piquant face lit by starry eyes of brown; and when she smiled, as she
did upon discerning my confusion, I suppose, behind red lips I saw the
flash of even, salt-white teeth.
“My daughter Nance,” spoke Hood proudly. “Come here,
She arose obediently and, coming over stood at the end of
“Here,” cried Hood, rising and pushing her down on his
stool, “John Wallace would try his hand at trapping, it seems, and would
ask certain information concerning the setting of traps, and where. She
will answer your questions, John Wallace,” he did, turning to me. “Nance
is a more skilful trapper than I am even. My tongue is too thick at
present to be forced into doing duty; besides, I desire a word or two
with weasel, Bandy yonder, whose eyes are red and weak—like his grog.”
He lurched across the floor and drew the inn-keeper into
a room beyond the bar.
The girl looked at me and now that she was closer, under
the yellow glut of the candles I could discern a certain hardness in her
eyes and a recklessness in her face. She was attractive, no doubt of
that, and I felt a little ill at ease before her direct gaze.
“I have seen you before, John Wallace,” she said. “Once
when you were hunting on the hardwood ridge that follows the bay, you
passed me so close that I could have reached out and touched you. With
you was another; a tall youth, much handsomer than you. He carried a
wild turkey and whistled a strange tune as he followed you. This was the
tune.” And puckering her red lips, she warbled, soft as a nest-building
blackbird, a bar or two of the old song, “Bonny Dundee.”
“That was Bob McDonald,” I cried, “and the song you have
whistled is the one his father best loves to play on the pipes.”
“Bah!” she shivered, “I hate 'the sound of those
screeching bag-pipes. Give me the fiddle, or soft notes of a guitar,
She looked at me quickly, the smile gone from her face.
“Do you know Gypsy Dan?” she asked, her eyes searching my
I shook my head. “I have seen him,” I answered.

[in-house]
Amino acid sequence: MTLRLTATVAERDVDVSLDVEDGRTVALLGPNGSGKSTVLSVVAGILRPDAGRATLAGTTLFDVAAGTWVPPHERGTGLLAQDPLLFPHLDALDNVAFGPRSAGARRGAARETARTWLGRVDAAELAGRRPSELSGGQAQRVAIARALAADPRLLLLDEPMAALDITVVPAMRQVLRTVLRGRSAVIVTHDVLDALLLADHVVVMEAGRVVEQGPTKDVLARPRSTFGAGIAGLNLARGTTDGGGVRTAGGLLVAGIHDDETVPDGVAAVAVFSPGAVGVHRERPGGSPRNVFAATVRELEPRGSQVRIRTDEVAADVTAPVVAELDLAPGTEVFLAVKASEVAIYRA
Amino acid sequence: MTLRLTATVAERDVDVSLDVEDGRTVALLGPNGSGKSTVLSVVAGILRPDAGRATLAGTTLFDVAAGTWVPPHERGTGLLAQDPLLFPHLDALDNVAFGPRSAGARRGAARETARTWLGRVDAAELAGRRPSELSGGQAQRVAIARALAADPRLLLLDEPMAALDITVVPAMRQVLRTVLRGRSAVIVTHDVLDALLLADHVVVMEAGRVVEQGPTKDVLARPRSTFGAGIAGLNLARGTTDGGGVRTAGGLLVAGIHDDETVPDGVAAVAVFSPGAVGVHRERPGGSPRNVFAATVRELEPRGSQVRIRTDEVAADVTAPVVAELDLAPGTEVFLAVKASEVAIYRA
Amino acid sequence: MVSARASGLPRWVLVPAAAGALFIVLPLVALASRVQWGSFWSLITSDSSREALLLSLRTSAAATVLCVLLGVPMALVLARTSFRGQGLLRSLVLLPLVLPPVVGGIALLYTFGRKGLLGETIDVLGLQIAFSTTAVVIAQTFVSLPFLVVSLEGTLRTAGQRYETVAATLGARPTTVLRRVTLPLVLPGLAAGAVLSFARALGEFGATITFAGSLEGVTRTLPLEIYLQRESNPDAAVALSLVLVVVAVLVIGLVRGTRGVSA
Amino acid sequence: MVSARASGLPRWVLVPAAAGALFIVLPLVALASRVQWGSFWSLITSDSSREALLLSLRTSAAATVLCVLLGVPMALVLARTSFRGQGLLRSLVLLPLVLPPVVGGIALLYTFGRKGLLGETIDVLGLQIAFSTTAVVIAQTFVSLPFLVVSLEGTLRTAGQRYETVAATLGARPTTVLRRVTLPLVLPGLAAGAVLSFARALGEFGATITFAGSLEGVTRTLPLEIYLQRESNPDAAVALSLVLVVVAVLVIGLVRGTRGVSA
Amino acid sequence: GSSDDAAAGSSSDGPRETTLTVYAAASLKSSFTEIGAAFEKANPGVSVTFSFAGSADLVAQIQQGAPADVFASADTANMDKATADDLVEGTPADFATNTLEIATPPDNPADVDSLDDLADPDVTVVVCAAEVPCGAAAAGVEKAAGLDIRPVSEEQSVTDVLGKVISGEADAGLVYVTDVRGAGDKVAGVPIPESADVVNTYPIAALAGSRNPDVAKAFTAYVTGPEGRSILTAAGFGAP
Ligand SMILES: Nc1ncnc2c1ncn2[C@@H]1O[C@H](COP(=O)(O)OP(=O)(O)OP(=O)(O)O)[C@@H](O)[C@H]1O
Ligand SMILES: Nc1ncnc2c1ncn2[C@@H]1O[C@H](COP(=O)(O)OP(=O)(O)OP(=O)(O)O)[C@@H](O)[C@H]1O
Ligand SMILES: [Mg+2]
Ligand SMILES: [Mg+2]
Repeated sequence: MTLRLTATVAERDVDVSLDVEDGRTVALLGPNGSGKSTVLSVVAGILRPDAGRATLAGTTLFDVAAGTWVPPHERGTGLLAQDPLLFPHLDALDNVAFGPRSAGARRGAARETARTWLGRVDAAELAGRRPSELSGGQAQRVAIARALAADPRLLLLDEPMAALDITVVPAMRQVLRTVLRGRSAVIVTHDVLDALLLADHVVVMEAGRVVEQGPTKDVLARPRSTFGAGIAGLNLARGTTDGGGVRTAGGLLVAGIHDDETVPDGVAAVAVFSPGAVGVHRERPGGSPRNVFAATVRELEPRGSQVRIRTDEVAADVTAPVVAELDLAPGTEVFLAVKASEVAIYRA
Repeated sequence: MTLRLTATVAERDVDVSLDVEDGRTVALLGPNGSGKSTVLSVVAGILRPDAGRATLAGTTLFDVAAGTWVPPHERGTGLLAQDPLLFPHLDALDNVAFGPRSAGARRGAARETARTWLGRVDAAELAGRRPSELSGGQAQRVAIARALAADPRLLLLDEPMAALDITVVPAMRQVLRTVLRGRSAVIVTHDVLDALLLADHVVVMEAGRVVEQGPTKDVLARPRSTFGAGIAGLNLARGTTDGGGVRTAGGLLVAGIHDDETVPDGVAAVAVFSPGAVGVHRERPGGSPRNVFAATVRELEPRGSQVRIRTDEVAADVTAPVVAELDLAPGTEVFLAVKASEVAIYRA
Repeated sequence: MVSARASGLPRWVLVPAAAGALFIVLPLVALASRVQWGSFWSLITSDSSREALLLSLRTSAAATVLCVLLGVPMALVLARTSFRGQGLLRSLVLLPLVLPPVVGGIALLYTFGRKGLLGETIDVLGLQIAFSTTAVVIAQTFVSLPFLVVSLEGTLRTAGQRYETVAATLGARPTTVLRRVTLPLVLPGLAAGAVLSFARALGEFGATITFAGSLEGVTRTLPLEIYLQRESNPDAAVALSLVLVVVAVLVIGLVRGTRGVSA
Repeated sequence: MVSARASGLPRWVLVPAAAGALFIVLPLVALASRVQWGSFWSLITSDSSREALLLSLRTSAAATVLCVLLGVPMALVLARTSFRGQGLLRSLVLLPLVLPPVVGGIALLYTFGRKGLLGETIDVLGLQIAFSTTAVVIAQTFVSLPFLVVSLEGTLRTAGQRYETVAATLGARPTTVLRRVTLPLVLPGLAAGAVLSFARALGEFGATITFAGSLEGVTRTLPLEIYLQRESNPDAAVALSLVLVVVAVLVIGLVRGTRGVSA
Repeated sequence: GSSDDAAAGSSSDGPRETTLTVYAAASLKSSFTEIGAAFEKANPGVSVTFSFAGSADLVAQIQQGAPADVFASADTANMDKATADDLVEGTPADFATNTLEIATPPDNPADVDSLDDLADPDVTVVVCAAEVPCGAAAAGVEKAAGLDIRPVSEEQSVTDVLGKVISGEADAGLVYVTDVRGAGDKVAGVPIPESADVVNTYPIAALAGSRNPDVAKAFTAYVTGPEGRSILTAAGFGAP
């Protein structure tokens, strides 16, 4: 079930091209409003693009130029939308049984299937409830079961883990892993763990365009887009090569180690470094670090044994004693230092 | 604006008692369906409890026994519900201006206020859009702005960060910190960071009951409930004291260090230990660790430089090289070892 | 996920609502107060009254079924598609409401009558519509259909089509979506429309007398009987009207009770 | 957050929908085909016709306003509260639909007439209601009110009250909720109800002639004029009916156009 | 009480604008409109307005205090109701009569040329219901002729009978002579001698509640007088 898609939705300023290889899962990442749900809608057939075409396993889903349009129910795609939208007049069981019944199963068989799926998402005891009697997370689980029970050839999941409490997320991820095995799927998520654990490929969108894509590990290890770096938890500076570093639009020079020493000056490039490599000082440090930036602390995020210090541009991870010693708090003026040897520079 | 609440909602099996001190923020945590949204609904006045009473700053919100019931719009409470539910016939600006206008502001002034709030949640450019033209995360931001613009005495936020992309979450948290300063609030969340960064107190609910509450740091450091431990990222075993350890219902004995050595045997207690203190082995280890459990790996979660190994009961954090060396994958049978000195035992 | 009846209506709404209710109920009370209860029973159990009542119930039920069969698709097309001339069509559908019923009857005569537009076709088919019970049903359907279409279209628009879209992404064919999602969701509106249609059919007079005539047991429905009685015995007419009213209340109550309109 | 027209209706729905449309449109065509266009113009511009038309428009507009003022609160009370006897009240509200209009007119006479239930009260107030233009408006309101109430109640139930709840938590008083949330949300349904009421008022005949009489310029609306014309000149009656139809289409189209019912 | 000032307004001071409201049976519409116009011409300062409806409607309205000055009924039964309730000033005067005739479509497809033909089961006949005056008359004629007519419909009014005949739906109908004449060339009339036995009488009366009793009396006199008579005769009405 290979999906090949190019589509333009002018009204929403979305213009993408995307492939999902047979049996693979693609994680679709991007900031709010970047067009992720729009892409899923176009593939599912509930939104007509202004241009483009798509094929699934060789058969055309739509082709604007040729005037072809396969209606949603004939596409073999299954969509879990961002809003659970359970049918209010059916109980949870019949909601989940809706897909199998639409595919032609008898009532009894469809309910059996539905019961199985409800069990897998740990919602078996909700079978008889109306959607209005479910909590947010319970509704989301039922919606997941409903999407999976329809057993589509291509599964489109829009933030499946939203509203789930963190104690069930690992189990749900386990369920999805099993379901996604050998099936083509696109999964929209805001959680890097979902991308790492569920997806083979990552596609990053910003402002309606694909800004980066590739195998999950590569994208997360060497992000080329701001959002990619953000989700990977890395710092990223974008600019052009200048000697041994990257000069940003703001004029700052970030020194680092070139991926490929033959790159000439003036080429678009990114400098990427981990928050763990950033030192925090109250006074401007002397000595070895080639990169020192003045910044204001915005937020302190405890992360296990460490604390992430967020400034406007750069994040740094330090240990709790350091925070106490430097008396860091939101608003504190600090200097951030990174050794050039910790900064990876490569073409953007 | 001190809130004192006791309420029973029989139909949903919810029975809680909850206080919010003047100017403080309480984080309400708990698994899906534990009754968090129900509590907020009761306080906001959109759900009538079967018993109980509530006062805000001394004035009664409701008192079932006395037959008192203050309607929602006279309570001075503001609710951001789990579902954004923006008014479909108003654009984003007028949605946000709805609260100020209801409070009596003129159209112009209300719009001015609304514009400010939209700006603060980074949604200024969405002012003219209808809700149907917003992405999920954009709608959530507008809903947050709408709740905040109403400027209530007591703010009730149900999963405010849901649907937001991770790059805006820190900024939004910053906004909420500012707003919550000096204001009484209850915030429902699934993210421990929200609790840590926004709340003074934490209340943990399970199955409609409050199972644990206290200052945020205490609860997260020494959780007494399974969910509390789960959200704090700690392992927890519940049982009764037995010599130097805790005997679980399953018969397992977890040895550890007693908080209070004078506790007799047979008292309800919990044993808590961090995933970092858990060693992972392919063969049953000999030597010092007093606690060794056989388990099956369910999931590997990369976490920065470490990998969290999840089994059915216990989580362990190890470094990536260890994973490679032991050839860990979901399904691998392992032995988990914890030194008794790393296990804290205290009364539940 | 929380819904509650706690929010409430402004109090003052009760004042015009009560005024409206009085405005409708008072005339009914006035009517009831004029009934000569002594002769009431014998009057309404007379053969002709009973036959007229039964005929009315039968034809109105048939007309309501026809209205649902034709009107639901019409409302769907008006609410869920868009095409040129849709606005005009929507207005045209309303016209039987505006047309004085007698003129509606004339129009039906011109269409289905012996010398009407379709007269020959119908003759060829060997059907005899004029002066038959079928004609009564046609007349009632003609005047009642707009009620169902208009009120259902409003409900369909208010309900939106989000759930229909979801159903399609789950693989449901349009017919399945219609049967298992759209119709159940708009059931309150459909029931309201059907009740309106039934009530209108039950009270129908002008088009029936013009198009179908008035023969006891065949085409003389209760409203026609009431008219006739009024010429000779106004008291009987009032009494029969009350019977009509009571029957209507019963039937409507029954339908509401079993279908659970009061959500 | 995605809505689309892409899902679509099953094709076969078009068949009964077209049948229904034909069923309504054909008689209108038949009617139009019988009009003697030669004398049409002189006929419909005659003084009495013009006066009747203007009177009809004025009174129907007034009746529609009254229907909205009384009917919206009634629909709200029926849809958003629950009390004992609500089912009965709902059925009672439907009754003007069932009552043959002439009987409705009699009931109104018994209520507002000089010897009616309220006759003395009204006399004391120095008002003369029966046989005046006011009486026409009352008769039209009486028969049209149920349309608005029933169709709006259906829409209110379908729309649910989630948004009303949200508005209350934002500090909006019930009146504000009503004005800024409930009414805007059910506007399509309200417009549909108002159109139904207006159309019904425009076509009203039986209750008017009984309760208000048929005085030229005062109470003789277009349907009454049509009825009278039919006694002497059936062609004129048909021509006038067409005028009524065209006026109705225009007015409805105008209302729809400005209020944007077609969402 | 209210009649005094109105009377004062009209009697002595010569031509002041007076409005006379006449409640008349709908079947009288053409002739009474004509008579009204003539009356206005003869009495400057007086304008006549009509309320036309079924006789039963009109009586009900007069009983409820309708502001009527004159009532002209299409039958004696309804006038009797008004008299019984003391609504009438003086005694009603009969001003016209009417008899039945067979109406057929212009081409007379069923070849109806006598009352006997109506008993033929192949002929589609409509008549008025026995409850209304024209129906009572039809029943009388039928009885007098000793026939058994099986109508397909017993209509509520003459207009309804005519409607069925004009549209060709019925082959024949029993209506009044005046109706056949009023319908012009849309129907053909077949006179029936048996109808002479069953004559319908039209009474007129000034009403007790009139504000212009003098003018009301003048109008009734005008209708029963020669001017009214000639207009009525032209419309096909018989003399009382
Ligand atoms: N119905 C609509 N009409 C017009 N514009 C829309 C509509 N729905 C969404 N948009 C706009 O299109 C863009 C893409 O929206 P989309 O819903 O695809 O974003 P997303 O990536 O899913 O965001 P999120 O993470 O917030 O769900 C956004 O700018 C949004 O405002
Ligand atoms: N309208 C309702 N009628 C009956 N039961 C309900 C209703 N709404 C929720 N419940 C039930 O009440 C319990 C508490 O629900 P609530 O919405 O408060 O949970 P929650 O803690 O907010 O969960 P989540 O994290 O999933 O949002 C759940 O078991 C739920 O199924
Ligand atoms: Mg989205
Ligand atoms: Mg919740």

“Aye,” she nodded, “and if report is true, you have more
than seen him. Is it so, I wonder—as my father says—that all men are
fools, and the greater and stronger they are—the greater fools?”
“Why, as to that,” I laughed, “I daresay they are.”
“Why,” she asked, “did you shame Gypsy Dan before his
followers? Surely, John Wallace, that was the act of a fool.” “To have
allowed him to do what he thought of doing, would have been the act of a
coward,” I answered.
She leaned back and laughed softly at my words. “Oho,”
she sneered, “the kisses of Flora McDonald are not for Gypsy Dan, it
would seem. Then who will claim them? You?”
I was silent.
She glanced over her shoulder to make sure we were alone;
then she placed her hand on my arm.
“John Wallace,” she said earnestly, “Gypsy Dan intends to
do you harm; beware of him. He is bad, lawless; and he has cut-throats
in his band who would not stop at murder.”
“How do you know all this?” I asked, for her words gave
me some concern.
“No matter how I know,” she answered, with a toss of her
dark head. “I make it my business to know everything.”
“Well,” I answered, “be that as it may, I will have to
take my chances. Let’s forget Gypsy Dan and talk about trapping.” She
caught her breath, and the arched brows above her eyes met in a frown.
“John Wallace,” she spoke, as though to herself, “you are either very
brave or very stupid.”
“I know I am stupid,” I confessed, “and I greatly doubt
if I am brave; but I do not believe in crossing my bridges until I come
to them. If I am to have trouble with this Gypsy Dan .... ”
Just here there sounded the scuffle of feet and sound of
voices outside. The door burst open and into the room trooped a number
of men. At their head was Gypsy Dan.
His black eyes swept the dimly illumined space, lighting
as they fell on Nance Hood, then on to where I sat watching him.
Immediately his thin lips lost their smile and the nares of his nose
rose and fell like a pointer dog’s on stand.
“Why, John the Ox,” he sneered, bowing low, “this is
indeed a pleasure.”
“One I cannot say I share,” I returned, kicking back my
stool and standing up.
“Tut, tul” he cried, removing his hat and shaking it free
of water drops, for by now it was raining steadily outside. “Tut, tut,
my brave John. Surely it is not in your ox’s heart to pluck me up and